“I would venture to disagree somewhat with Sergei Filatov. The problems of contemporary religious life which you talked about are not only dependent on the Russian situation, but have a global character”.
He proposed that attention be paid to the presence of religious movements which systematically undermine the freedom of others, for example militant Muslim groups:
“For us the problem of Wahhabism is of real concern since this element, alien to those Muslim currents which have been historically present in Russia, is now taking root. I do not mean that the FSB should deal with this problem, but it should be the responsibility of the Ministry of the Interior.”
Ignatenko referred to Germany and England, where, he said, similar problems were now being dealt with by the Home Office.
Sergei Buryanov, a human-rights activist from the Institute for Freedom of Conscience disagreed:
“The threat against religious freedom never comes from religion, but from the State or state-sponsored religious structures. For no religious organisation can limit religious freedom unless it becomes part of a conforming state ideology. Moreover, discussion about religious extremism is needed for the ‘politics of carrot and stick’, to cover up the state’s failure to deal with real social ills.”
Professor Igor Kanterov from Moscow University, who is also a member of the government’s Expert Committee on Religion attached to the Ministry of Justice, particularly praised the encyclopaedia’s “secular evaluation” of religious movements and added:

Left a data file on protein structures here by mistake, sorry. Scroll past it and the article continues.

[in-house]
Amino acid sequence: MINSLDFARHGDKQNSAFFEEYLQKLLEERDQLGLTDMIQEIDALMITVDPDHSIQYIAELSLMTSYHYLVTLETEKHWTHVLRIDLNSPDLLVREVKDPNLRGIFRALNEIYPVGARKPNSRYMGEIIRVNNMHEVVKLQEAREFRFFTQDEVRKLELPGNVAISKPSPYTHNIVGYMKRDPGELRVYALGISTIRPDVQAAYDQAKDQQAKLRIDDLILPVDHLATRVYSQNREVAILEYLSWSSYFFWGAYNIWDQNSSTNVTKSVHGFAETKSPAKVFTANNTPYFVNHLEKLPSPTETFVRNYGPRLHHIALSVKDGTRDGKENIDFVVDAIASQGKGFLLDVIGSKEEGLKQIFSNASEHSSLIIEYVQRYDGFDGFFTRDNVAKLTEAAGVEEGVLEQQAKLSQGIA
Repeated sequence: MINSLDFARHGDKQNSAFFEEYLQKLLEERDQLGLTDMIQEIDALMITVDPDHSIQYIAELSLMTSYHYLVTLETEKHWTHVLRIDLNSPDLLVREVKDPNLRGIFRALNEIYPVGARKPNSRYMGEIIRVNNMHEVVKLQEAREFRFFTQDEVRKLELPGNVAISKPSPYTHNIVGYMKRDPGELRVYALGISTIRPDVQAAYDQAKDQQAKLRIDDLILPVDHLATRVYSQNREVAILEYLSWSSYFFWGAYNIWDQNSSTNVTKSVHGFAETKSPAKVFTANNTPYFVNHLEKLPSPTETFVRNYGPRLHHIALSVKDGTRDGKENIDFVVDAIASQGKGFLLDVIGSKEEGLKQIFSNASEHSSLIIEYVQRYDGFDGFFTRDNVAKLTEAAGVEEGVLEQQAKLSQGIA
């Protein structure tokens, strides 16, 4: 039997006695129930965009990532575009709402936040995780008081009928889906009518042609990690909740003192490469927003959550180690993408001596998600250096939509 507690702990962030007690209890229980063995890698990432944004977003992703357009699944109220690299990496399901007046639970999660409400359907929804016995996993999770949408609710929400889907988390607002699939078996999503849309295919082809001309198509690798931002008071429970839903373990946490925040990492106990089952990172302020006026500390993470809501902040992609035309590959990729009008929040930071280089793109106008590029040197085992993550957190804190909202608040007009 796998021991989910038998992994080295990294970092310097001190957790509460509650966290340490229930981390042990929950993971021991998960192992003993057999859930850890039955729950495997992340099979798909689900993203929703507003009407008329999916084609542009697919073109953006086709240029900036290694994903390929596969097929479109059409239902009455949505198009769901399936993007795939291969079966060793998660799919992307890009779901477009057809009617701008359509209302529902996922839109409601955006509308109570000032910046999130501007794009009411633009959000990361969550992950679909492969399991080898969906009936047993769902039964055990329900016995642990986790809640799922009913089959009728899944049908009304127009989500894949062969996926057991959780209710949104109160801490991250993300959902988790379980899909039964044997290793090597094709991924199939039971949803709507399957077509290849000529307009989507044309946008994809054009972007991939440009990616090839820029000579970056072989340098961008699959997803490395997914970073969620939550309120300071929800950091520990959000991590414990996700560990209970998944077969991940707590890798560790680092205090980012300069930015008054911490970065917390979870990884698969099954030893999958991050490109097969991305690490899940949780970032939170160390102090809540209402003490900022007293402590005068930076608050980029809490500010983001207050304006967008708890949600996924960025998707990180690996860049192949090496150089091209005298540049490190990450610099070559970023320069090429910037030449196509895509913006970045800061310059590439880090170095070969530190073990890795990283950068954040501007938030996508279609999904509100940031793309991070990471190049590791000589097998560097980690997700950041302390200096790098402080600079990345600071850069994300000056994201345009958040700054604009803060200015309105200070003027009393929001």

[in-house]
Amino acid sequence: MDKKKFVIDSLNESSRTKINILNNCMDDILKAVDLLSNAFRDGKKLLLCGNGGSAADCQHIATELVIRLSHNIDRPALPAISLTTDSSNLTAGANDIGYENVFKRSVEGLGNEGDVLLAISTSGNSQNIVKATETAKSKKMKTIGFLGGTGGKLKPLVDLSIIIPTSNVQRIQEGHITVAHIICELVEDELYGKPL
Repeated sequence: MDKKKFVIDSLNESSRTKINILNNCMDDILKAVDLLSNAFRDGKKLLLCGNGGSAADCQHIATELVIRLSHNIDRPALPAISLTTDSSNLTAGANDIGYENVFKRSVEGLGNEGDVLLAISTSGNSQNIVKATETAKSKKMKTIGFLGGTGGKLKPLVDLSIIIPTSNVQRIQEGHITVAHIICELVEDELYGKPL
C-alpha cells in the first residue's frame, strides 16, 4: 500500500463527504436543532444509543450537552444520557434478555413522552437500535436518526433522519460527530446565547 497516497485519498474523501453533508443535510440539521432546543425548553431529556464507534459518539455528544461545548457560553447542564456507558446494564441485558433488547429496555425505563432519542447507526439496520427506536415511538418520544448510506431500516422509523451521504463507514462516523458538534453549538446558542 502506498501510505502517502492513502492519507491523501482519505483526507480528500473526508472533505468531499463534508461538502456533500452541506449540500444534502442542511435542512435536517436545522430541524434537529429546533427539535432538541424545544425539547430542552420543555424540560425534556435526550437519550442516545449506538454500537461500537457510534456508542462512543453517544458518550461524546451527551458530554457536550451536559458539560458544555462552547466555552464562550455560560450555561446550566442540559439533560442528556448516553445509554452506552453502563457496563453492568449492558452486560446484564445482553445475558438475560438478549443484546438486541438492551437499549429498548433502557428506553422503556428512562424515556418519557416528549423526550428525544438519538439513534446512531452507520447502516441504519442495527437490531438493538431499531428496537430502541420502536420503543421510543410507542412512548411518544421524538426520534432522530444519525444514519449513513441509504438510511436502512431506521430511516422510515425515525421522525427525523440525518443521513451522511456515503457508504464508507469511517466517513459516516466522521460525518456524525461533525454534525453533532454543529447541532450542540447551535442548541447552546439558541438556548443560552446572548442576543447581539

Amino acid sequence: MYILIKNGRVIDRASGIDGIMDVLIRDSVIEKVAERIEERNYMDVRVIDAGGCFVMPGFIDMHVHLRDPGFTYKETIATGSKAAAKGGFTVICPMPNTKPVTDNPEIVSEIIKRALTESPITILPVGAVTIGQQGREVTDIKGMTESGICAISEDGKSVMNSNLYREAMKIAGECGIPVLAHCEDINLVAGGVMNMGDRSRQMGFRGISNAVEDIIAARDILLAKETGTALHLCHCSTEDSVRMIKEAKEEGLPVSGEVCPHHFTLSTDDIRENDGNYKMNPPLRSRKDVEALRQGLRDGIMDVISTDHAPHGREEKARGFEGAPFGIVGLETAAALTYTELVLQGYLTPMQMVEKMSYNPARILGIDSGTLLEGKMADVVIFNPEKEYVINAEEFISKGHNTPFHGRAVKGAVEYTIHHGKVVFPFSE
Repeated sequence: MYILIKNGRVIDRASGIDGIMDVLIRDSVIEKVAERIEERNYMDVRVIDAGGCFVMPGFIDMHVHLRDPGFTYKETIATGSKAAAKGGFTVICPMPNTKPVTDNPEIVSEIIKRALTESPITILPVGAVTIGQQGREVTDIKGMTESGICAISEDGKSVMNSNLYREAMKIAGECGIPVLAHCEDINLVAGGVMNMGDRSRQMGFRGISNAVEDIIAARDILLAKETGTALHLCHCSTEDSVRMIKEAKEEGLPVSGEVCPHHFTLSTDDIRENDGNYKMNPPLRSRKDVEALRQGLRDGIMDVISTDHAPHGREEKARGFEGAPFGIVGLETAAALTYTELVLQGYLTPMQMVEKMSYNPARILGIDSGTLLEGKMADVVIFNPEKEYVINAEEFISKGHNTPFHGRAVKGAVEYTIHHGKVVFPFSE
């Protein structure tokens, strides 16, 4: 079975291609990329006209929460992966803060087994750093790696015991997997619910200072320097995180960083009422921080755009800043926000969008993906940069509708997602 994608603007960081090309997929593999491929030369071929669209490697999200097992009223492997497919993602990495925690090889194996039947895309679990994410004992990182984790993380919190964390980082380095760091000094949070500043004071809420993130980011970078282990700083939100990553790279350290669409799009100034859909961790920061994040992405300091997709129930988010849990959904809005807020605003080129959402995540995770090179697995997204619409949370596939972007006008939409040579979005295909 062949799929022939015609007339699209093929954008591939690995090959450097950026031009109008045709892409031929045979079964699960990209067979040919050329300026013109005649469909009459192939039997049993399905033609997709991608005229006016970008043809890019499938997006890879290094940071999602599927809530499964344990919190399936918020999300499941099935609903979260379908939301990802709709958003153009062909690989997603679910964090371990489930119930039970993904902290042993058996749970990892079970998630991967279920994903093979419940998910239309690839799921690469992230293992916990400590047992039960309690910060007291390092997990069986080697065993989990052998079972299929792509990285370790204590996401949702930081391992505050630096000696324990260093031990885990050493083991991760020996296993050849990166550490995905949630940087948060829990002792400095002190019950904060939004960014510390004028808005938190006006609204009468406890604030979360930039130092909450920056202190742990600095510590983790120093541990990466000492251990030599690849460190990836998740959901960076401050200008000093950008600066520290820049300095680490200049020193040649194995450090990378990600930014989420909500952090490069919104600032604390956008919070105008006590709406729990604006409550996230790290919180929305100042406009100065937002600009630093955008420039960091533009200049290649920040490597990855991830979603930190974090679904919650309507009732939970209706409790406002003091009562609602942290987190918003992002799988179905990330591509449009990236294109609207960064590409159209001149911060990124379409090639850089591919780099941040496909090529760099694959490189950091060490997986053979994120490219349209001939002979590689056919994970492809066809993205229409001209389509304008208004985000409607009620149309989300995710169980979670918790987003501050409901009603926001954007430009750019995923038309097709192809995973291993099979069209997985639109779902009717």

“These two volumes of the encyclopaedia show that the academic community studying religion is alive in Russia! This work is qualitatively different from the articles of many religious publicists who do not know theological terminology and do not use academic language… It is now vital to translate the achievements of the encyclopaedia into the practice of church-state relations.”
Anatolii Krasikov, chairman of the Russian Section of the International Association for Religious Freedom, supported Professor Kanterov’s opinion and hoped that the encyclopaedia would become required reading for civil servants. He stressed the current corruption in the administration of state-church relations:
“This is no longer a secret. Moreover, we now have concrete figures, we know how much this or that religious organisation paid ‘in the provinces’ to get state registration”.
Professor Remir Lopatkin from the Russian Academy of State Service expressed another point of view:
“Why constantly condemn the existing legislation on religion when it is not even being implemented? We have seriously violated our law. Every bureaucrat at any level can decide the fate of a religious organisation ‘according to his understanding’. Today relations between the administrative apparatus and religious denominations are simply replacing church-state relations.”
Finally, Roman Lunkin, a member of the encyclopaedia team, spoke about Protestantism in Russia. According to him, the disagreement within Protestantism about modernising approaches to evangelism should not be seen as a conflict between traditionalists and reformists. “Rather this is a conflict between the older and younger generation”, he observed, explaining that many young followers of charismatic movements, which have been influenced by western Christians, are “the children of Senior Presbyters who belong to traditional Russian Protestant movements”. During his work on the encyclopaedia he had become convinced that to see Protestants as “terrible American stereotypes”, a widely-held view among Russian citizens, was nothing but a myth. Protestants were absorbing Russian culture and interpreting it in their own way. (END)